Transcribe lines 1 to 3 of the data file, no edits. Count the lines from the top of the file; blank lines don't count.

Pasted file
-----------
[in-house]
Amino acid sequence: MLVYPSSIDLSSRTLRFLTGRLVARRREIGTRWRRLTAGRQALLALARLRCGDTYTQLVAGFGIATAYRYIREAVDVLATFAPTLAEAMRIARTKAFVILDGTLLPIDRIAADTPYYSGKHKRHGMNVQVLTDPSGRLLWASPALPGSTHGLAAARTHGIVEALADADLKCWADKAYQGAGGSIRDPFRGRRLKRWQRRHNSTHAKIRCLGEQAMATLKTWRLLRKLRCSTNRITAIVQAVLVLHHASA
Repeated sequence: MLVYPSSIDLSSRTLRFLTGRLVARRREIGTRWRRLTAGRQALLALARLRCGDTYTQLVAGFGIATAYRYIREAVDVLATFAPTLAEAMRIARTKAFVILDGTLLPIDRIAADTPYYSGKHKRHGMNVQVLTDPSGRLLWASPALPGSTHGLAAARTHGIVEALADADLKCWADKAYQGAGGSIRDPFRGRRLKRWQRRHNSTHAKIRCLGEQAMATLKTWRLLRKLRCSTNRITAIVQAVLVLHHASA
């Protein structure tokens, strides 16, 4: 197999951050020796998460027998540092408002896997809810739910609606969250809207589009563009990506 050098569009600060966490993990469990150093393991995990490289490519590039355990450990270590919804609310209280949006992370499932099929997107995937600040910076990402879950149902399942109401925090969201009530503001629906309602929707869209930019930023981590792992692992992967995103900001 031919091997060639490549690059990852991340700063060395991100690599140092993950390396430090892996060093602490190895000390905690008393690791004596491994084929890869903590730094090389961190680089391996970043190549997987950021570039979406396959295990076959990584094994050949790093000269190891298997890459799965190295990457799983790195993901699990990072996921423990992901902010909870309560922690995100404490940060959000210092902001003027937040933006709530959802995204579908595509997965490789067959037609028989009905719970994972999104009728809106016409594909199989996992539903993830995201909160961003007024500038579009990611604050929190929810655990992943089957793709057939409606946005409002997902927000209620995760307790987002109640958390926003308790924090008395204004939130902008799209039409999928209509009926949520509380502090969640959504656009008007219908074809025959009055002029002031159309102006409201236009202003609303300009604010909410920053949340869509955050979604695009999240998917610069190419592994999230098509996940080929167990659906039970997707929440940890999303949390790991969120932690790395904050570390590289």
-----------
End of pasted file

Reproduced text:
[in-house]
Amino acid sequence: MLVYPSSIDLSSRTLRFLTGRLVARRREIGTRWRRLTAGRQALLALARLRCGDTYTQLVAGFGIATAYRYIREAVDVLATFAPTLAEAMRIARTKAFVILDGTLLPIDRIAADTPYYSGKHKRHGMNVQVLTDPSGRLLWASPALPGSTHGLAAARTHGIVEALADADLKCWADKAYQGAGGSIRDPFRGRRLKRWQRRHNSTHAKIRCLGEQAMATLKTWRLLRKLRCSTNRITAIVQAVLVLHHASA
Repeated sequence: MLVYPSSIDLSSRTLRFLTGRLVARRREIGTRWRRLTAGRQALLALARLRCGDTYTQLVAGFGIATAYRYIREAVDVLATFAPTLAEAMRIARTKAFVILDGTLLPIDRIAADTPYYSGKHKRHGMNVQVLTDPSGRLLWASPALPGSTHGLAAARTHGIVEALADADLKCWADKAYQGAGGSIRDPFRGRRLKRWQRRHNSTHAKIRCLGEQAMATLKTWRLLRKLRCSTNRITAIVQAVLVLHHASA